“We'll meet the professional cast and design team,” Rzeszutek said. “This project will offer a whole slew of learning opportunities for our students.”
Road Less Traveled Productions was founded in 2002, and has hosted productions that have included Hollywood actors such as Alec Baldwin and James Rebhorn. The company largely produces new plays not seen before on professional stages.
The company's collaboration with SVSU began when Scott Behrend, Road Less Traveled Productions' executive director, participated in a January symposium as part of SVSU's B.A.T. Project: Business, Art and Theatre Reinvent Urban Communities program.
The initiative involved efforts to establish arts in downtown spaces in cities along Michigan’s I-75 corridor. Road Less Traveled Productions was involved in a similar renaissance effort in Buffalo, and Behrend offered his expertise to SVSU's initiative. At the symposium, Rzeszutek and Behrend first discussed utilizing SVSU's theatre resources for a Road Less Traveled Productions play.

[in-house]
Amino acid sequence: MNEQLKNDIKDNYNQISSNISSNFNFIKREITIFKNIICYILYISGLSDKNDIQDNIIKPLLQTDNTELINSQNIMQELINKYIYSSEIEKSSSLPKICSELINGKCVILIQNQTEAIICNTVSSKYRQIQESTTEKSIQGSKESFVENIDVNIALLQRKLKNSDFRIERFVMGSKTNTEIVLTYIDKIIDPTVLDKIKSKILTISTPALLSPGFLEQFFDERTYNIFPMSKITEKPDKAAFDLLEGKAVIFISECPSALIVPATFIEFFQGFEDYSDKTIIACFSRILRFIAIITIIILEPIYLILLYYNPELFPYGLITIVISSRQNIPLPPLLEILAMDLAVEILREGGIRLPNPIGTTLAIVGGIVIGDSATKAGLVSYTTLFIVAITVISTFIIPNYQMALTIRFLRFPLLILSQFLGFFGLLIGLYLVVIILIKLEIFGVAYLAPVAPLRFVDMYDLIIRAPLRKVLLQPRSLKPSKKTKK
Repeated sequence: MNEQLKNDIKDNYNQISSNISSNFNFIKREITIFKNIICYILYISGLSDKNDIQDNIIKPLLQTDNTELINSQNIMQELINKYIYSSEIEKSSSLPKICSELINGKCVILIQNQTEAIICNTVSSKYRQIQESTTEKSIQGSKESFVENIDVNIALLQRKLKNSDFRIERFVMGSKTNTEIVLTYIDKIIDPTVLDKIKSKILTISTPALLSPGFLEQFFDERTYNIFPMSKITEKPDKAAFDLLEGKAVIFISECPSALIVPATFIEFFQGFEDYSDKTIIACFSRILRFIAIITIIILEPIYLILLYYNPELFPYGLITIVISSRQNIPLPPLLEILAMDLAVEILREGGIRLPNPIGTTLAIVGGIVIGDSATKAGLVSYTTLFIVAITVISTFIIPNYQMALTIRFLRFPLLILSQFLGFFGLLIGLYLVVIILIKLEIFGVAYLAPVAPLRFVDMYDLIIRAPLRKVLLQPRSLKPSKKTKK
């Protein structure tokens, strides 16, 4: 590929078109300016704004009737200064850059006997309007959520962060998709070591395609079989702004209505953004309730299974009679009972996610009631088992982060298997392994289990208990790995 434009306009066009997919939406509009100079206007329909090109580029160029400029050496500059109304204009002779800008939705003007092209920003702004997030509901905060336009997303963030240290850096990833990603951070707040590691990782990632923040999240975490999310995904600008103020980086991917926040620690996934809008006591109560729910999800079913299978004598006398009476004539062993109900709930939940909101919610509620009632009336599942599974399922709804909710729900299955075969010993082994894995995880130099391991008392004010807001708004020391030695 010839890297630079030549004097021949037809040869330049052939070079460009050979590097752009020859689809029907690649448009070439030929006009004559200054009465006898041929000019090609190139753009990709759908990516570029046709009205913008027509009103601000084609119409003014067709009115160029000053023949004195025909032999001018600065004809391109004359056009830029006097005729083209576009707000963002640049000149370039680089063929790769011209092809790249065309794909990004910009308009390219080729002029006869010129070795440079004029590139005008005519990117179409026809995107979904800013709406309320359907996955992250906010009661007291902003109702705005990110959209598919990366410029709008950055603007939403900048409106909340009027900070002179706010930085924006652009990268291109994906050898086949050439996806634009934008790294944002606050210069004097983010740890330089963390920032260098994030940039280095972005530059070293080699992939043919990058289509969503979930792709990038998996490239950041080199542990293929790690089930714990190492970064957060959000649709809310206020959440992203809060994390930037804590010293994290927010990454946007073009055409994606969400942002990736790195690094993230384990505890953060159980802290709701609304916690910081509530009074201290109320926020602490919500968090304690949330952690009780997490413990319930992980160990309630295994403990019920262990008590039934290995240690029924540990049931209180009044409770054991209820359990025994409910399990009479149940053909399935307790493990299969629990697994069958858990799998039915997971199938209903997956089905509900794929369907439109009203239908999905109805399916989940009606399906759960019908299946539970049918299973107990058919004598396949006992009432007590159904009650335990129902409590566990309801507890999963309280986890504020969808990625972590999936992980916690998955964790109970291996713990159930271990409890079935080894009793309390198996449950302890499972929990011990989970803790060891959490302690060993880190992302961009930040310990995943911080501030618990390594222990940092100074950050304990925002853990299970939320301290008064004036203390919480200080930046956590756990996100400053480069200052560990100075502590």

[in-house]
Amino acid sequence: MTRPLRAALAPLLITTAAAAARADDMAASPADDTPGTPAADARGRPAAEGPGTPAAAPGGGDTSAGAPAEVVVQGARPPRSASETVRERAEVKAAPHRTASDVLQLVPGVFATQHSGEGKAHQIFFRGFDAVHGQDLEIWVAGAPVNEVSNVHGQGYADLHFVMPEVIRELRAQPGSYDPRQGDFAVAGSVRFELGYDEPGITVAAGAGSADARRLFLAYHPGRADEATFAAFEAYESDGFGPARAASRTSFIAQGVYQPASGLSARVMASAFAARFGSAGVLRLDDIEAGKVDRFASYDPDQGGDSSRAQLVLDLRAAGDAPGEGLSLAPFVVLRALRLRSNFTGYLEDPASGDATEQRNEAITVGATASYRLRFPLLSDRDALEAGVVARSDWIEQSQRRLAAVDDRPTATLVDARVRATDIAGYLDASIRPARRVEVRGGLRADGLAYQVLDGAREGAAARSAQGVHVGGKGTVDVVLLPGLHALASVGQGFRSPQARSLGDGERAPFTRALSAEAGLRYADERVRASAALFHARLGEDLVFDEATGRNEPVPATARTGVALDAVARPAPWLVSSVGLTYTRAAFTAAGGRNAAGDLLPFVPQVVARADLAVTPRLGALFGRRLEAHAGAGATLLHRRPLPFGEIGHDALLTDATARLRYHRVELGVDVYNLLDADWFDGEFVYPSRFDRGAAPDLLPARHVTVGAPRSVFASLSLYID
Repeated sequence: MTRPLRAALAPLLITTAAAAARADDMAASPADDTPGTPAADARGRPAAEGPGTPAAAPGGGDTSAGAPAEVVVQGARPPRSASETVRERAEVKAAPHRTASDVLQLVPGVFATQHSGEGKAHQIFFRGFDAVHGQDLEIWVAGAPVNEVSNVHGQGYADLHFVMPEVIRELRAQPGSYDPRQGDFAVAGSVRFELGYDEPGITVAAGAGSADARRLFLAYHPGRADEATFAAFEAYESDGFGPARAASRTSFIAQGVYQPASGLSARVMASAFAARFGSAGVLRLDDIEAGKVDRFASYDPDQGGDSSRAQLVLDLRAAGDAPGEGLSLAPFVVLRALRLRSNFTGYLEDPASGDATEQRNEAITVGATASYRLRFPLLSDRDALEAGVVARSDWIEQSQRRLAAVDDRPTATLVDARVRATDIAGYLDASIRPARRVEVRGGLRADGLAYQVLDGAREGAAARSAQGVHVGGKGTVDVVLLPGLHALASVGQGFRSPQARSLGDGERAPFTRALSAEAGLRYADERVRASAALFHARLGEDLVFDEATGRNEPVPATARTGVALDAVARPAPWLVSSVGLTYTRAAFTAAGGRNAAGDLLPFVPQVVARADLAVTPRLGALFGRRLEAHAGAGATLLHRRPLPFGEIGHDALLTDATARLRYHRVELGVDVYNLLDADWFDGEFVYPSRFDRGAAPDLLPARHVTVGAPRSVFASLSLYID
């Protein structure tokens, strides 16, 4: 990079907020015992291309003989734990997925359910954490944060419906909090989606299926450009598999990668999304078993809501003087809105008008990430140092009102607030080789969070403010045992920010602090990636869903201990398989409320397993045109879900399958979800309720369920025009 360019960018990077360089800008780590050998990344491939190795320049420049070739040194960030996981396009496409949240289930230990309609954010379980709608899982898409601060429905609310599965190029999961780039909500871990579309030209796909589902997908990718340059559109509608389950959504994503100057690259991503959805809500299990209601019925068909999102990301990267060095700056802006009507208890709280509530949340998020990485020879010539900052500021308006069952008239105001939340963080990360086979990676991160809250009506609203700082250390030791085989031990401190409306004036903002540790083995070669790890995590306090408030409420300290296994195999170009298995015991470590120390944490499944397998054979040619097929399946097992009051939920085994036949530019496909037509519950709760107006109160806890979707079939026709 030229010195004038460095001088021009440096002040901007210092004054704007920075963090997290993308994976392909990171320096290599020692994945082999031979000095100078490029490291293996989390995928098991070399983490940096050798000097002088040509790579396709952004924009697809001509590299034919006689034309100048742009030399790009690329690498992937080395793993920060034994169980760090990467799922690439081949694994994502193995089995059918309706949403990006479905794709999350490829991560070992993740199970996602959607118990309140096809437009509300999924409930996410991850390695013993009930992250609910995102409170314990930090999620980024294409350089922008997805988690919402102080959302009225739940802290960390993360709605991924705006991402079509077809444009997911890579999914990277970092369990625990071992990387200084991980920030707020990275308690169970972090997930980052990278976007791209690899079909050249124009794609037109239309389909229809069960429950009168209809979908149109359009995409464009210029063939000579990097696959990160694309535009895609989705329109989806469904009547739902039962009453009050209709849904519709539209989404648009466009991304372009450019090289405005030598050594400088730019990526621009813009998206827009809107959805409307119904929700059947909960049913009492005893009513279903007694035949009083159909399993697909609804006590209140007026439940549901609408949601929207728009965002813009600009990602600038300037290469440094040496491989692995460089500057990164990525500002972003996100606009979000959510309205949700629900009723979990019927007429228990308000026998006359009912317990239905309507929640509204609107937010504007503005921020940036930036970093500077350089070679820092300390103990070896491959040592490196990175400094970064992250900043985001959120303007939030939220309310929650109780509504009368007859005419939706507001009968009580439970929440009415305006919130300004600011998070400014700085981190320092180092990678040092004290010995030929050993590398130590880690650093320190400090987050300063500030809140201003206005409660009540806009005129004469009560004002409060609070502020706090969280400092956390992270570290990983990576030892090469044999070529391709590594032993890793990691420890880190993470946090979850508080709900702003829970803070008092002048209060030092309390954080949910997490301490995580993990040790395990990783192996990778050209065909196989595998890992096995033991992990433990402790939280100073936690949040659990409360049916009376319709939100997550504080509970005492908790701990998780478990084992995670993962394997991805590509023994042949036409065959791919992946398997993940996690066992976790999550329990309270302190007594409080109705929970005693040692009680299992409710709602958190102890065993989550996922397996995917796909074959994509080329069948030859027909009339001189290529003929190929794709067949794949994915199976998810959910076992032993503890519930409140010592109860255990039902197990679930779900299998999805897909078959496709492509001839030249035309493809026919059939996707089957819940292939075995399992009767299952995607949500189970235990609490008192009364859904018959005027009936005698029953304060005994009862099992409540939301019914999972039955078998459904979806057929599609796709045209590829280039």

Wow! Can you believe that the Fall Semester is nearly over? Winter is fast-approaching, and soon the holidays will be upon us. While change is inevitable, some things still remain the same in the world of technology. Here are a few notes from us in IT that you should always be aware of at SVSU.
Phishing can cost you. There is a new phishing attempt swirling around out in cyberspace where would-be hackers are sending emails in hopes of gaining financial information. SVSU has not been affected by this threat and rest-assured, there are preventative measures in place protecting us, many of which are outlined in the article. However, the threat of someone asking for your information is always out there and we wanted to take a moment to remind you to be vigilant of such efforts. If you receive email that is a phishing attempt, or you're unsure, please let the IT Support Center know. Also don't reply to the email, and don't click the links in the message body.
Of course, if you have ANY technology questions or concerns, we're here to help. Drop us a line or stop by and visit us in Curtiss 150.